Hira Humayun '17 Contributing Writer
Smith’s South Asian students’ association, Ekta, held a panel discussion on India’s new Prime Minister Narendra Modi on Nov. 18 and his potential to unify South Asian countries, named.
The event began with moderator Professor Pinky Hota introducing the panelists. Speaking at the event were Trinity College’s Vijay Prashad and Smith’s Elisabeth Armstrong and Andy Rotman. Prashad is professor of South Asian history and international studies at Trinity; he has also authored 16 books and writes for multiple South Asian newspapers. Armstrong, professor of study of women and gender here at Smith and is working on a book that deals with the All India Democratic Women’s Association. Professor Rotman teaches religion and has also authored two books.
After Professor Hota thanked the panelists and Ekta for making the event possible, Afreen Gandhi ’15 delivered a speech introducing Prime Minister Modi, his background, the controversies surrounding him and what his position could mean for South Asia. She explained Modi’s role as member of the Bharatiya Janata Party, and Chief Minister of Gujrat for 14 years before being elected in 2014. Modi, she explained, came to power with an image of an incorruptible, efficient leader with a new take on economic development, through one of India’s most expensive campaigns. He promised a business-friendly style of governance and attempts to improve relations with other South Asian countries.
Professor Rotman was the first of the panelists to speak and began by explaining Modi’s appeal to the Indian population which initially brought him into power. He explained that since the colonial era in India, “business people ran the city,” and the state was on the outside and was resisted. There was a large predominance of wealthy industrialists with strong religious ties which prevails even to the present day. In these circumstances, Rotman explained, Modi seemed likeable, especially since he “positioned himself slightly outside the state,” focusing on economic development. He appeared to cater to Indian society’s densely entangled mixture of religion and economic commitments. Modi appeared as a strong figure. “Folks don’t trust the state to provide for them, but somehow they trust Modi,” Rotman said.
Next to speak was Professor Armstrong. She spoke about foreign policy in relation to women’s rights and interrogated Modi’s role as a unifying actor, such as, “unifying to whom, and to what ends?” Armstrong went on to mention the series of gang rapes that took place in India and the “instantaneous” Indian women’s movement response that followed. “The BJP joined the protest,” she continued, adding that the party demanded the death penalty for the criminals. However, she argued, the death penalty is not a women’s movement demand in India. She questioned the idea of the death penalty as a punishment and asked whom it would really be valuable for by pointing out that the imposition of a death penalty could deter women from reporting cases of sexual assault within the family, knowing a family member could be sentenced to death if reported. Armstrong concluded with some comments on the linkage of women’s bodies to honor in many parts of India. “How is the BJP building its support for its governance on these regressive social forces?” she asked.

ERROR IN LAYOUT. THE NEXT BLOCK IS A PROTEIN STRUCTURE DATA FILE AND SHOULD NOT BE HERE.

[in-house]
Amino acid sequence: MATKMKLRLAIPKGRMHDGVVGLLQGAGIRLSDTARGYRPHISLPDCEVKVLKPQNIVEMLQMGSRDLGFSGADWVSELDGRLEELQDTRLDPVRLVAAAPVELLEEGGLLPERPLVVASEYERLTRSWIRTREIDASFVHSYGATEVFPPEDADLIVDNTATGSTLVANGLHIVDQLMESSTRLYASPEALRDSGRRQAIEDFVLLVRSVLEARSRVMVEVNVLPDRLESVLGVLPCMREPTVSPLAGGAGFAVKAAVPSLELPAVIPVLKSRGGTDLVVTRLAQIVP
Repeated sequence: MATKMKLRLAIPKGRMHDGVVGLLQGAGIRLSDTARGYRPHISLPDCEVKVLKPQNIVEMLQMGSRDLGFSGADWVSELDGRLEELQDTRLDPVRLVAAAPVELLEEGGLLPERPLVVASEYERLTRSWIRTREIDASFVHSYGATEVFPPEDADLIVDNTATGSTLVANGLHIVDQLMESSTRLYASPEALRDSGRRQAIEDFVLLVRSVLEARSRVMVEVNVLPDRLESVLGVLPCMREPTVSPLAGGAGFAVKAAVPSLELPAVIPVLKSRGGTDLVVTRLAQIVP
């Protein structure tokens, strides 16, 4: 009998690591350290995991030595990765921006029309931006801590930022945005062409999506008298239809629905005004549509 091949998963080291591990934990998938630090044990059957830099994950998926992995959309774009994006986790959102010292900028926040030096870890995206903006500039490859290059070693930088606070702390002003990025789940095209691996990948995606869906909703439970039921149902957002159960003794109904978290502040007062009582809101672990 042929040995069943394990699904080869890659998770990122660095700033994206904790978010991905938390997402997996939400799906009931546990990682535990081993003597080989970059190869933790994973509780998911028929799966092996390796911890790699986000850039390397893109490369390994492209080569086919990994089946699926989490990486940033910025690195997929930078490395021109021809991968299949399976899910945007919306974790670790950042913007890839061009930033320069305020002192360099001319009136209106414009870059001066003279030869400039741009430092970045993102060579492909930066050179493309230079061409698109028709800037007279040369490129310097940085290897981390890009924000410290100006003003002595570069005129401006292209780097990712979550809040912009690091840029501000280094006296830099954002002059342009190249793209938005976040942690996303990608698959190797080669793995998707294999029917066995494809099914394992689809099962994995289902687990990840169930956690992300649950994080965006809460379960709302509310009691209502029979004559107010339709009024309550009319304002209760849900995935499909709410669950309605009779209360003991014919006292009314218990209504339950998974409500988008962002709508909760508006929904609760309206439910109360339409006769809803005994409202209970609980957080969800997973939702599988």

The last panelist to speak was Professor Prashad. He started off with some jocular comments about Modi’s “fifty-six inch chest” which evoked much laughter from the audience. He went on to talk about his skepticism of the BJP and Modi as a unifying figure, and expressed his vehement contempt for the BJP president, Amit Shah, saying “he should be in jail.” He did however concede that Modi’s unification efforts extend to using Hinduism to unite countries with predominantly Hindu populations: “He wants to play up the Hindu connections between Nepal and India.” Still, Prashad said that this is not the best tactic. He called Modi a “symbolic character” and a “master of generating political symbols for his base,” and even deemed Modi’s invitation to Prime Minister of Pakistan Nawaz Sharif a mere symbolic gesture. “Bangladesh is not going to be unified by this guy,” Prashad said.
The panel ended with a question and answer session in which the panelists first asked one another questions and then took questions from audience members. “I think the panel was very informative and Professor Prashad was hilarious and honest. Professor Armstrong also brought in a very different perspective,” Ekta Social Chair Aamena Gilani ’17 said.
Arundhati Saikia ’17 said, “At a college like Smith, where we promote global education, an increasingly global figure like Modi is important and I think because the panelists each had such different backgrounds, they were able to offer interesting and unique perspectives on Modi.”